2. Amazon Will Face Increased Competition From Smaller E-Commerce Platforms
While the main theme of today’s sharing economy is consolidation, Lucas believes that e-commerce will see the opposite. “E-commerce is actually becoming less centralised on domains like Amazon, Walmart, and Alibaba, and tending more towards decentralisation and fragmentation instead.” This is largely thanks to Shopify, a commerce platform that helps small and medium-sized businesses get in on the online action by empowering them to differentiate their brand and set-up their own stores.
As of late 2019, Amazon commanded approximately 37% of US retail e-commerce sales, while Shopify ranked second with just under 6% market share, achieving an astounding CAGR of 50%. Shopify also reported a 62% rise in new store creations from March 13 to April 24 (compared to the prior six weeks), as pure-play e-commerce brands, omnichannel retailers, drop shippers, digital goods merchants and more flocked to their platform.
In light of accusations that Amazon puts market dominance ahead of customer satisfaction, Lucas urges entrepreneurs to rise to the challenge of competing head-on with the behemoth. “You don’t need to be scared of Amazon,” he affirms. “In fact, you can do a better job by being really focused on your customer base and serving them in ways Amazon hasn’t done, like creating reward programmes and adding personal touches.”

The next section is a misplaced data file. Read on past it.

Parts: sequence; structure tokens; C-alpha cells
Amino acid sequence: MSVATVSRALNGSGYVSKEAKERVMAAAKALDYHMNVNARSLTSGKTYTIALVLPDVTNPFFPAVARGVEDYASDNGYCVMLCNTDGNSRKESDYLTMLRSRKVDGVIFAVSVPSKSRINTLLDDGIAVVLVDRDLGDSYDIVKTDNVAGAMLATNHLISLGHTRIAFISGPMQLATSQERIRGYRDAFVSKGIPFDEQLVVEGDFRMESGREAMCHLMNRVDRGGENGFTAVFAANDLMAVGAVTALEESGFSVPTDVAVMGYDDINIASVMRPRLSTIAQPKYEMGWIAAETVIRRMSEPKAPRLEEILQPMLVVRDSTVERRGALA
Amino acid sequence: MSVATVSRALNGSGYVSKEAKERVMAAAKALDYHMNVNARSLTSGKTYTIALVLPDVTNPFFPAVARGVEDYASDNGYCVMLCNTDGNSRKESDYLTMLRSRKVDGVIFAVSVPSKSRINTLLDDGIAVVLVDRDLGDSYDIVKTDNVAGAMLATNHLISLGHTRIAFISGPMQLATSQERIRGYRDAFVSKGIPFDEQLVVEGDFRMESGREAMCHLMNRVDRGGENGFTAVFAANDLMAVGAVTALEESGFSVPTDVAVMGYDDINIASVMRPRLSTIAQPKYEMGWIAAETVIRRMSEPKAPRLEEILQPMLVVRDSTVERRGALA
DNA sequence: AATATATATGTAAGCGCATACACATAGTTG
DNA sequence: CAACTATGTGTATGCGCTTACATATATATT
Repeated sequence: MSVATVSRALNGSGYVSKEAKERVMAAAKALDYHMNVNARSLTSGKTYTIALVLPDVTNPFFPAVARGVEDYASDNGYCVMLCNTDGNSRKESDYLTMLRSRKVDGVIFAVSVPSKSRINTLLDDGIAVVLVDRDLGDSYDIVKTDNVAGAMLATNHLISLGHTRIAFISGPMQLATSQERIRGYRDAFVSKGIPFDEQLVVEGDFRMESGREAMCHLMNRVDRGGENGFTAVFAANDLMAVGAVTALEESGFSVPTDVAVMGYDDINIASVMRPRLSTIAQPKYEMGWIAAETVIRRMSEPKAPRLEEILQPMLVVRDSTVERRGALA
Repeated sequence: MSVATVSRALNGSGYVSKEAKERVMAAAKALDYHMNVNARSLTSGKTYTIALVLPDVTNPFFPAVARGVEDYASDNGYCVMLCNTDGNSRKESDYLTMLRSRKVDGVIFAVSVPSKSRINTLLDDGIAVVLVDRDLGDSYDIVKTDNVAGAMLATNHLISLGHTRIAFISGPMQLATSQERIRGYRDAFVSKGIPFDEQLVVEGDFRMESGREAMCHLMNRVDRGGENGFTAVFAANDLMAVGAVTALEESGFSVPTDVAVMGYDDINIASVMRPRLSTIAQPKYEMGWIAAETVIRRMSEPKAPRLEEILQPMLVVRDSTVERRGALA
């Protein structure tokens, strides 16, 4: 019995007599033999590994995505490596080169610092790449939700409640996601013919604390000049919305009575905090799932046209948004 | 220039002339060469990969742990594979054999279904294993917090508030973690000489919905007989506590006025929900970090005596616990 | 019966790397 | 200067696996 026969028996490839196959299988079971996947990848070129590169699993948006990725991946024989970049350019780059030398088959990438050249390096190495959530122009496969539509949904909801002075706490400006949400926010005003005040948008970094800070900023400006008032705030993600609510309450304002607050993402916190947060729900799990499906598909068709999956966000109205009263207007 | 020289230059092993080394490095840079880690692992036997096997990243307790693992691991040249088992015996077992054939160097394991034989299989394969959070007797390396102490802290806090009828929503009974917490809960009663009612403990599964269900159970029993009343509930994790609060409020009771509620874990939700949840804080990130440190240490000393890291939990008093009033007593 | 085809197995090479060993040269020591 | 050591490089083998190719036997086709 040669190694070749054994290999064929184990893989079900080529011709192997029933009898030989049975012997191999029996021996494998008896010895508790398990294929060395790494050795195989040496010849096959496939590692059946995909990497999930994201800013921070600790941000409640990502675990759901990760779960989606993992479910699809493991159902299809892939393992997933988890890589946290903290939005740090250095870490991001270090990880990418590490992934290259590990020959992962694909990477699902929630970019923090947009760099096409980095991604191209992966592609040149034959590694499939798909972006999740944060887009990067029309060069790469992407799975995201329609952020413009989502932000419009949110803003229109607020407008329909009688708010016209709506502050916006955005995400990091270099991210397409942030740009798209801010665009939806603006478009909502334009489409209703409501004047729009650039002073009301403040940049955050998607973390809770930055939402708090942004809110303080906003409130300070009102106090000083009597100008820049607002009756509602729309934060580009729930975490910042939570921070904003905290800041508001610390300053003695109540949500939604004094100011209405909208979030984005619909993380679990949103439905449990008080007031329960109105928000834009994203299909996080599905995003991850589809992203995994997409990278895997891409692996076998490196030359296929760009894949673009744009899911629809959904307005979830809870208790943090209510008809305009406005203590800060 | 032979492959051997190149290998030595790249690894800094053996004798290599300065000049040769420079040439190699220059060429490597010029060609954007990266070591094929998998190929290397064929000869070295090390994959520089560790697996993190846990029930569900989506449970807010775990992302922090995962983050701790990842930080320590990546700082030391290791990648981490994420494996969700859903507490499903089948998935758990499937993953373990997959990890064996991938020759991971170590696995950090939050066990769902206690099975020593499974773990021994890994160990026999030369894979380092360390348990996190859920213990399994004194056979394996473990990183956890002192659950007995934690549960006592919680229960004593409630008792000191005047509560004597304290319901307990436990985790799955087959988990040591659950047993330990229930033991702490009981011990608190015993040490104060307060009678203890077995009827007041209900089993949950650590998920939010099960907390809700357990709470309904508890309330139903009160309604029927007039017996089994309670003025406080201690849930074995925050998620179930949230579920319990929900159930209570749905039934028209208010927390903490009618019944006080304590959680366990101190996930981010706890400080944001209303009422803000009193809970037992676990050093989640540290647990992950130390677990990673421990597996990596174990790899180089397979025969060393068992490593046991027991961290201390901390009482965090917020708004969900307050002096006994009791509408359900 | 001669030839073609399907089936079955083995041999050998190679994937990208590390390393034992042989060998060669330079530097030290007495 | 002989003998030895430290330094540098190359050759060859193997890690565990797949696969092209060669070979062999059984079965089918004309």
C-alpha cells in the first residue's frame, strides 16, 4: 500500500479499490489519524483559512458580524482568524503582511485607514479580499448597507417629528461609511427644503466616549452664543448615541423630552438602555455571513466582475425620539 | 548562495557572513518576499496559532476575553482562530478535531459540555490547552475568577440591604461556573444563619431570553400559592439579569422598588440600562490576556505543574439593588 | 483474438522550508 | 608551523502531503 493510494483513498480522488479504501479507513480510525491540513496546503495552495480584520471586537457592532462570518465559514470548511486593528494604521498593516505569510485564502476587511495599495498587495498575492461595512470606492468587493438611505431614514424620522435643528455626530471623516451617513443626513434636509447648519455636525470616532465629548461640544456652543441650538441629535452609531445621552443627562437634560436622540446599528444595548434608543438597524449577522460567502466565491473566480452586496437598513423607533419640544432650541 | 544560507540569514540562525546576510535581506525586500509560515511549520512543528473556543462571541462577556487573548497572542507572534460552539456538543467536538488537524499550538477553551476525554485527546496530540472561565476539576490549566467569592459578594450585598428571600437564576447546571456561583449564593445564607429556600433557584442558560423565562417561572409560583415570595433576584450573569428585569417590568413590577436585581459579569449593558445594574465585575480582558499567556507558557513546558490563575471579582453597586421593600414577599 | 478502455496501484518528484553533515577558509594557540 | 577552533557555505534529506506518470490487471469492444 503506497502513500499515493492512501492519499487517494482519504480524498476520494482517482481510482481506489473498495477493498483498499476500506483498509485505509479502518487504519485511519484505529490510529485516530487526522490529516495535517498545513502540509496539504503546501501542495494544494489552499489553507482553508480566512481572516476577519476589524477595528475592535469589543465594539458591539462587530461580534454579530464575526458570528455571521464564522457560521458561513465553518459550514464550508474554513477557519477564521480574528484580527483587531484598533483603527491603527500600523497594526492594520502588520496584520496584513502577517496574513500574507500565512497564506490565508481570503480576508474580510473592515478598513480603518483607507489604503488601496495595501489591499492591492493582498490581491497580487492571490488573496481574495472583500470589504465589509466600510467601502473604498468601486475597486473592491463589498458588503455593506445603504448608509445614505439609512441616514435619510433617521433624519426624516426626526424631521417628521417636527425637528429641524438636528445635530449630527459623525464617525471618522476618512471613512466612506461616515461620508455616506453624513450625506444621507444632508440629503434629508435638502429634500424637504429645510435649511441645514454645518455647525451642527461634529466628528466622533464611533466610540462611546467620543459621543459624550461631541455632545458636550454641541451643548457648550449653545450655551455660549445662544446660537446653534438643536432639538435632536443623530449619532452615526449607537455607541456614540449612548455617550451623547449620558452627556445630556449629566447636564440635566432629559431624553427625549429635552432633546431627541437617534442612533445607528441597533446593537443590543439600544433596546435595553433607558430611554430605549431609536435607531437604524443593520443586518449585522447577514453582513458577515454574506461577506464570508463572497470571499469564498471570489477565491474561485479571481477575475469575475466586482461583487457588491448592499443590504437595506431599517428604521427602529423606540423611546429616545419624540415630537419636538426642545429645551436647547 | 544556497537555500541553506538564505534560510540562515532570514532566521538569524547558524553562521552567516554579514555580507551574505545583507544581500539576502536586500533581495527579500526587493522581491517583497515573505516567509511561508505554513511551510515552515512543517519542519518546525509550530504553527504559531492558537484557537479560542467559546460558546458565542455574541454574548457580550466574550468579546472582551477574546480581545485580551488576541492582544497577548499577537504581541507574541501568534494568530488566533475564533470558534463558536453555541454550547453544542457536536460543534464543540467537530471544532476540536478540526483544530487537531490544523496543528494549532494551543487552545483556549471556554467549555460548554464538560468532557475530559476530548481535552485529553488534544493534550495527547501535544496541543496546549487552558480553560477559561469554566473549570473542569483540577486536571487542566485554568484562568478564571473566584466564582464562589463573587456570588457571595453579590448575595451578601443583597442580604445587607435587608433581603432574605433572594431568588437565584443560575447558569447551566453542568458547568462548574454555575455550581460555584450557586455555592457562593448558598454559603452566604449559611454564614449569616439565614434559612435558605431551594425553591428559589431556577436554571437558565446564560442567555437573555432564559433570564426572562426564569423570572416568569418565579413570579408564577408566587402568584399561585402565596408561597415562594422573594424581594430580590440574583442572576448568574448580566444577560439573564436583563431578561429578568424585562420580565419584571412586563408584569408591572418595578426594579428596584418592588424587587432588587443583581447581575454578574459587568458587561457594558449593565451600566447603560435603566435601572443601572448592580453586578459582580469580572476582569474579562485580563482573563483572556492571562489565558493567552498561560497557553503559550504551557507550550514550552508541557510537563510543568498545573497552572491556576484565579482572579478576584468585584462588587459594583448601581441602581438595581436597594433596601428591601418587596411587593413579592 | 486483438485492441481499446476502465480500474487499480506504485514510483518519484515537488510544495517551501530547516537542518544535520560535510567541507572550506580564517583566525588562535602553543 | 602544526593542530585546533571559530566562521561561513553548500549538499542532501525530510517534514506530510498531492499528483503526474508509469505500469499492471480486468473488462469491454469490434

3. The SaaS Sector is Poised for Tremendous Growth
“The fastest return-on-investment will come from SaaS (Software as a service) businesses,” according to Lucas. Also known as “on-demand software”, SaaS lets users access apps over the Internet, without the hassle of having to download software on their desktop PC or business network to run and update. This makes it a natural fit for an increasingly digitised, global workforce.
In the wake of COVID-19, demand for cloud-based services that facilitate the transition to remote work has skyrocketed, with worldwide public cloud revenue forecasted to grow 6.3% in 2020, totalling USD 258 billion. But Lucas claims that SaaS is still “massively undervalued” as a sector: “Cloud-based services like Zoom, Slack, and Salesforce are in their infancy in terms of value. I think there is huge untapped potential in developing software tools to help teams collaborate more effectively while working from home.”